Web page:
"You have to bite the bullet somewhere," said Carl Banaszewski, a management analyst on loan to the prison system from the state budget department. "You either have to say you're going to protect public safety, and swallow the backup of prisoners, or you're going to solve overcrowding and move people into the community who aren't ready for it."

Inmate Gerald Day is one of those caught between the old and new policies.

A 53-year-old "lifer" who has served 32 years in Maryland prisons, Day lives here in the 200-man Jessup Pre-Release Unit, one of the most open facilities in the system. Under the old rules, he was free to go to work as a janitor at a nearby I-95 rest stop during the week, and to make unchaperoned trips on weekends to see his children and grandchildren through the "family leave" program.

Although a grandfather clause allows Day to stay at the prerelease center here and to keep his janitorial job unless he breaks prison rules, the home-leave privileges have been cut off, at least until Schmidt's staff can review each case.

The system of classifying prisoners for different levels of security has been tightened throughout -- a direct response to the uproar over the March 27 arrests -- and in the future inmates such as Day, who are serving long sentences for violent crimes, will no longer qualify for either outside jobs or family leave.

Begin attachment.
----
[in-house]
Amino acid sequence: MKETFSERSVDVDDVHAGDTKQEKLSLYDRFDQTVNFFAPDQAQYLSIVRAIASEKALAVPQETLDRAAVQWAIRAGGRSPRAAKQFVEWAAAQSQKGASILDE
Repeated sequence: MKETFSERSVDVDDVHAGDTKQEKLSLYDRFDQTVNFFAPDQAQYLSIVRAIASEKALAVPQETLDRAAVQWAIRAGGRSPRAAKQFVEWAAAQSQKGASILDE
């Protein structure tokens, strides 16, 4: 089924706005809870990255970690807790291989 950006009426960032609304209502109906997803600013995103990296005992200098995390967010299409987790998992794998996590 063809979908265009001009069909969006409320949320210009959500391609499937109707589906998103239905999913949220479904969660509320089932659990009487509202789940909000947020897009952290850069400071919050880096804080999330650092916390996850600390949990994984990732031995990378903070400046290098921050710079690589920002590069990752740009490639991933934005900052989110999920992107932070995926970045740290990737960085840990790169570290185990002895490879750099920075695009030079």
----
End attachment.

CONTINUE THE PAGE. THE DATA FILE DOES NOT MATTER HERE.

Now, only inmates within 18 months of release can qualify for minimum security, whre prisoners live in open dorms but are surrounded by electronic gates and double fences. To graduate from there to prerelease centers, where prisoners move with some freedom around the grounds, and from there to work-release or any unsupervised forays into the outside world, they must be no more than a year from release; and sex offenders are barred from prerelease centers in all cases. Before, there were no such restrictions.

These changes are being hailed by politicians, local police officials and prison guards who denounced Kamka throughout his 2 1/2-year tenure. But prison reformers and some guards say they fear the tightened rules and backup of inmates will breed frustration and unrest inside the prisons, especially as the summer heat intensifies.

"I just feel that eventually there's going to be a serious problem at this institution," a guard at the Brockbrige complex here said recently, looking at the two-story, minimum-security prison from outside the wire fences. Many of the 600 Brockbridge prisoners used to work during the day on unsupervised work details, he noted. But those privileges have been canceled for all but prerelease prisoners; and for now, there are few other programs for minimum-security inmates.